Address
Sandmine Road (unmarked)
Overton, Nevada
GPS: 36.48497, -114.444626
Elevation: 1592′

Management – Public – Bureau of Reclamation (Official)

The road in is Dirt and 1 miles from a paved road. According to the “residents” of the mesa it is free camping from October to June and managed by the bureau of reclamation. I found only 1 reference at the listed website (scroll down to Overton section). It listed no max stay. There were about 40 campers, some in boats, tents, trucktoppers big rigs. Water is available and dump down the road about 10 – 15 miles to Echo Bay.

2 Snowbird Mesa aka Poverty Flats 2 Snowbird Mesa aka Poverty Flats 2 Snowbird Mesa aka Poverty Flats 2 Snowbird Mesa aka Poverty Flats

3. Valley of Fire State Park Park Free Campsites – 7 Miles: – Valley of Fire State Park – Overton Wildlife Management Area

Address
Nevada
GPS: 36.5165, -114.4241
Elevation: 1243′

Management – Public – State Park (Official)

Overton Wildlife Management Area is open year round. There are 6-15 campsites at this location. You may stay 8 days at Overton Wildlife Management Area. There is a check-in kiosk beyond the camping area where one self-registers. Clean pit toilet is nearby, with trash can. The price is right and we appreciate local government units providing a service like this, so the minimal amount of trash around does not bother us.

Yes, there is a large gravel and sand operation across the highway but neither it nor the road were noisy at night. Added plus is the wildlife facility itself. Great place to walk around. 17,000 acres of riparian bottom land near Lake Mead. We will definitely stay here again.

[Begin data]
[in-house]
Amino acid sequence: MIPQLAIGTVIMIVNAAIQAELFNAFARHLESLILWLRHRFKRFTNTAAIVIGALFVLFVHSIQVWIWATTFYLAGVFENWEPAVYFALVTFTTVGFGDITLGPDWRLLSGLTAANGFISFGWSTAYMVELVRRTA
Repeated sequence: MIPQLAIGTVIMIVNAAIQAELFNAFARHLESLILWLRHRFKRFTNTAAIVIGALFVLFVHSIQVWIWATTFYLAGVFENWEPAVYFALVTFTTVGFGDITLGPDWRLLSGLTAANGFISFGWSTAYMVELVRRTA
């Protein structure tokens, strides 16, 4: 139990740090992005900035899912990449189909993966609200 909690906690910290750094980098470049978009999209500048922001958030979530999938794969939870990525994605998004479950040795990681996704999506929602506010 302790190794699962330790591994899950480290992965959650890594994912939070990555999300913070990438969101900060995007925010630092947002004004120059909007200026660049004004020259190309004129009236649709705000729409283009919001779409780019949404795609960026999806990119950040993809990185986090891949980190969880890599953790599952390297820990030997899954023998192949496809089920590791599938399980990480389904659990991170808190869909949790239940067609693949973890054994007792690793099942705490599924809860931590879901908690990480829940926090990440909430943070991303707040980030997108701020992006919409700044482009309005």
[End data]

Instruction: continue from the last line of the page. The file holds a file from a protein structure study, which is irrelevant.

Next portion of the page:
Amenities:

Restrooms

Activities:

Hiking

3 Overton Wildlife Management Area 3 Overton Wildlife Management Area

4. Valley of Fire State Park Park Free Campsites – 10 Miles: – Valley of Fire State Park – Valley of Fire – BLM Land West

Address
Valley of Fire, Nevada
GPS: 36.444456, -114.675586
Elevation: 2275′

Management – Public – Bureau of Land Management (Official)

The road in is Gravel. Valley of Fire – BLM Land West is open any. There are 1-5 campsites at this location and the maximum RV length is unlimited. You may stay no posting at Valley of Fire – BLM Land West. There were a few other campers here when we visited but it’s so large it was easy to find a private, level spot to ourselves. So quiet, great views across the plains of the sunrise and sunset, and best of all only an hour to Las Vegas in the morning! Easy to spot with all the other RV’s guiding your way.

Activities:

Horse Trails

Sand Mine Road

4 BLM Land West 4 BLM Land West 4 BLM Land West